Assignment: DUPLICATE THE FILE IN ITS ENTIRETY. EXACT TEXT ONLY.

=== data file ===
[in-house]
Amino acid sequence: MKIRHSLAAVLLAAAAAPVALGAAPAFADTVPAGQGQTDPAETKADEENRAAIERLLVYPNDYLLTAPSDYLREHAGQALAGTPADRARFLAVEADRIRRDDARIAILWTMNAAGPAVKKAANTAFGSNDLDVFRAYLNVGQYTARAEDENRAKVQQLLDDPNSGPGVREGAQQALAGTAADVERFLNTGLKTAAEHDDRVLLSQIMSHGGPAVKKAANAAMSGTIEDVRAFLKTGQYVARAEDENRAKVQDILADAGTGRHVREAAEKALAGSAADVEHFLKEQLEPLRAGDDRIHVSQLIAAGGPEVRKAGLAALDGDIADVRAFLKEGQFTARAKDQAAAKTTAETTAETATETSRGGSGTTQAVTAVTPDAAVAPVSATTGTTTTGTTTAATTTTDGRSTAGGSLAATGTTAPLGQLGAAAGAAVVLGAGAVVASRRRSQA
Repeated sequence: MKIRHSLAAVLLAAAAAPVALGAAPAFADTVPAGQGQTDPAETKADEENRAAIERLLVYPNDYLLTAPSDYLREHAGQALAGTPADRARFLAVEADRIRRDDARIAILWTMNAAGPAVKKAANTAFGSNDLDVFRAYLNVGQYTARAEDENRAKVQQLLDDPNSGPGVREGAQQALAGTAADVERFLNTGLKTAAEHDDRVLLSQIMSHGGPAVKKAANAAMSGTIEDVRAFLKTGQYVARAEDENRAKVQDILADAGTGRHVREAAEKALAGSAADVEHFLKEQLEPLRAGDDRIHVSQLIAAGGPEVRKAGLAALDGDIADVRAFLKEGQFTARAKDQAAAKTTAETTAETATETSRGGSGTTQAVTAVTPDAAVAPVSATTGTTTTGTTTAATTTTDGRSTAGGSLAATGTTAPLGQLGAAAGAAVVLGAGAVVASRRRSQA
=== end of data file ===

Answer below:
[in-house]
Amino acid sequence: MKIRHSLAAVLLAAAAAPVALGAAPAFADTVPAGQGQTDPAETKADEENRAAIERLLVYPNDYLLTAPSDYLREHAGQALAGTPADRARFLAVEADRIRRDDARIAILWTMNAAGPAVKKAANTAFGSNDLDVFRAYLNVGQYTARAEDENRAKVQQLLDDPNSGPGVREGAQQALAGTAADVERFLNTGLKTAAEHDDRVLLSQIMSHGGPAVKKAANAAMSGTIEDVRAFLKTGQYVARAEDENRAKVQDILADAGTGRHVREAAEKALAGSAADVEHFLKEQLEPLRAGDDRIHVSQLIAAGGPEVRKAGLAALDGDIADVRAFLKEGQFTARAKDQAAAKTTAETTAETATETSRGGSGTTQAVTAVTPDAAVAPVSATTGTTTTGTTTAATTTTDGRSTAGGSLAATGTTAPLGQLGAAAGAAVVLGAGAVVASRRRSQA
Repeated sequence: MKIRHSLAAVLLAAAAAPVALGAAPAFADTVPAGQGQTDPAETKADEENRAAIERLLVYPNDYLLTAPSDYLREHAGQALAGTPADRARFLAVEADRIRRDDARIAILWTMNAAGPAVKKAANTAFGSNDLDVFRAYLNVGQYTARAEDENRAKVQQLLDDPNSGPGVREGAQQALAGTAADVERFLNTGLKTAAEHDDRVLLSQIMSHGGPAVKKAANAAMSGTIEDVRAFLKTGQYVARAEDENRAKVQDILADAGTGRHVREAAEKALAGSAADVEHFLKEQLEPLRAGDDRIHVSQLIAAGGPEVRKAGLAALDGDIADVRAFLKEGQFTARAKDQAAAKTTAETTAETATETSRGGSGTTQAVTAVTPDAAVAPVSATTGTTTTGTTTAATTTTDGRSTAGGSLAATGTTAPLGQLGAAAGAAVVLGAGAVVASRRRSQA